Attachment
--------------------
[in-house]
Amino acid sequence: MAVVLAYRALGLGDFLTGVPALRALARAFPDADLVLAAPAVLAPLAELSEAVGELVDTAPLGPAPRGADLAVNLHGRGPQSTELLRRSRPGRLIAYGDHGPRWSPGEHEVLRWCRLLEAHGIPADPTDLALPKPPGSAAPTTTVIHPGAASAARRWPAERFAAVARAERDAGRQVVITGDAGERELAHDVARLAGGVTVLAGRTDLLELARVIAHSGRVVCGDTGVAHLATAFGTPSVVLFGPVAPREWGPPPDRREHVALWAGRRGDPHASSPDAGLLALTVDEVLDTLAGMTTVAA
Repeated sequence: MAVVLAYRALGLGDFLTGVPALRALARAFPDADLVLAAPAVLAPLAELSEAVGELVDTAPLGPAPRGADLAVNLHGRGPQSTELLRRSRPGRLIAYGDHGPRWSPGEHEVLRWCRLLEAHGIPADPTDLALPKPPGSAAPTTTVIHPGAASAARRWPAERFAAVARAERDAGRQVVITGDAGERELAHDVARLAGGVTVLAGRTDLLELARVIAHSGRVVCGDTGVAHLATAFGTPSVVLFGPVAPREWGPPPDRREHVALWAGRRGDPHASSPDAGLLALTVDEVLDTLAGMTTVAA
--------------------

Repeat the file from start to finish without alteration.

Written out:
[in-house]
Amino acid sequence: MAVVLAYRALGLGDFLTGVPALRALARAFPDADLVLAAPAVLAPLAELSEAVGELVDTAPLGPAPRGADLAVNLHGRGPQSTELLRRSRPGRLIAYGDHGPRWSPGEHEVLRWCRLLEAHGIPADPTDLALPKPPGSAAPTTTVIHPGAASAARRWPAERFAAVARAERDAGRQVVITGDAGERELAHDVARLAGGVTVLAGRTDLLELARVIAHSGRVVCGDTGVAHLATAFGTPSVVLFGPVAPREWGPPPDRREHVALWAGRRGDPHASSPDAGLLALTVDEVLDTLAGMTTVAA
Repeated sequence: MAVVLAYRALGLGDFLTGVPALRALARAFPDADLVLAAPAVLAPLAELSEAVGELVDTAPLGPAPRGADLAVNLHGRGPQSTELLRRSRPGRLIAYGDHGPRWSPGEHEVLRWCRLLEAHGIPADPTDLALPKPPGSAAPTTTVIHPGAASAARRWPAERFAAVARAERDAGRQVVITGDAGERELAHDVARLAGGVTVLAGRTDLLELARVIAHSGRVVCGDTGVAHLATAFGTPSVVLFGPVAPREWGPPPDRREHVALWAGRRGDPHASSPDAGLLALTVDEVLDTLAGMTTVAA